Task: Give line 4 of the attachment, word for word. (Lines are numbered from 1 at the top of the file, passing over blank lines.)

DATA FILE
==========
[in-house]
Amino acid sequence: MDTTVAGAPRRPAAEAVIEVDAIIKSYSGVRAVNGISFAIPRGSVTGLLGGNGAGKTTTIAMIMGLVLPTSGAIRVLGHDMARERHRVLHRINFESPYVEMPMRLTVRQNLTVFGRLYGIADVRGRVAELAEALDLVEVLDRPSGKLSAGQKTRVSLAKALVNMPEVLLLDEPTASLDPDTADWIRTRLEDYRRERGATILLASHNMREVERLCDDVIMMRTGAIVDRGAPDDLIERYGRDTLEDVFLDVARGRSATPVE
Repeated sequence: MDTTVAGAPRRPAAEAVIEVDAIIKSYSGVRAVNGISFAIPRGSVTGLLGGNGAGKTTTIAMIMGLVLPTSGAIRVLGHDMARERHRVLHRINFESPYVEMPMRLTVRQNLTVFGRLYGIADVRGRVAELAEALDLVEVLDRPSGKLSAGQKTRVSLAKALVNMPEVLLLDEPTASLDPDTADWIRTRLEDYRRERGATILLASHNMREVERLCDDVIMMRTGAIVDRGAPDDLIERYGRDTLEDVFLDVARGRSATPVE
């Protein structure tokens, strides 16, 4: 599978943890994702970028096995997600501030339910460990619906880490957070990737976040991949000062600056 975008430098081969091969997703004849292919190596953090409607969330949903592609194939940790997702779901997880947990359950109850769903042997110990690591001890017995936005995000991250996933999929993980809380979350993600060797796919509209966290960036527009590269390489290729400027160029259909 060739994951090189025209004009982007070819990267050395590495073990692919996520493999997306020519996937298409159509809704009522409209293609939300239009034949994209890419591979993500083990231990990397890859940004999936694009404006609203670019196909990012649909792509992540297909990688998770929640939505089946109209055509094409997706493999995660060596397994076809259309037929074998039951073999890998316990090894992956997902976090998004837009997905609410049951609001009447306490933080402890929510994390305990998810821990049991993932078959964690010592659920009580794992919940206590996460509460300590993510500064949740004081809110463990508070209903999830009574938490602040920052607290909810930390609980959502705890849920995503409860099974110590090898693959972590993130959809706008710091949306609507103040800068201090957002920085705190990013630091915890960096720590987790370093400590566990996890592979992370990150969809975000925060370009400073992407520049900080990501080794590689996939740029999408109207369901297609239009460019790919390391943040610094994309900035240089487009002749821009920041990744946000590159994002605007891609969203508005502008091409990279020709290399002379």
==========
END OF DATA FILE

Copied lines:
């Protein structure tokens, strides 16, 4: 599978943890994702970028096995997600501030339910460990619906880490957070990737976040991949000062600056 975008430098081969091969997703004849292919190596953090409607969330949903592609194939940790997702779901997880947990359950109850769903042997110990690591001890017995936005995000991250996933999929993980809380979350993600060797796919509209966290960036527009590269390489290729400027160029259909 060739994951090189025209004009982007070819990267050395590495073990692919996520493999997306020519996937298409159509809704009522409209293609939300239009034949994209890419591979993500083990231990990397890859940004999936694009404006609203670019196909990012649909792509992540297909990688998770929640939505089946109209055509094409997706493999995660060596397994076809259309037929074998039951073999890998316990090894992956997902976090998004837009997905609410049951609001009447306490933080402890929510994390305990998810821990049991993932078959964690010592659920009580794992919940206590996460509460300590993510500064949740004081809110463990508070209903999830009574938490602040920052607290909810930390609980959502705890849920995503409860099974110590090898693959972590993130959809706008710091949306609507103040800068201090957002920085705190990013630091915890960096720590987790370093400590566990996890592979992370990150969809975000925060370009400073992407520049900080990501080794590689996939740029999408109207369901297609239009460019790919390391943040610094994309900035240089487009002749821009920041990744946000590159994002605007891609969203508005502008091409990279020709290399002379």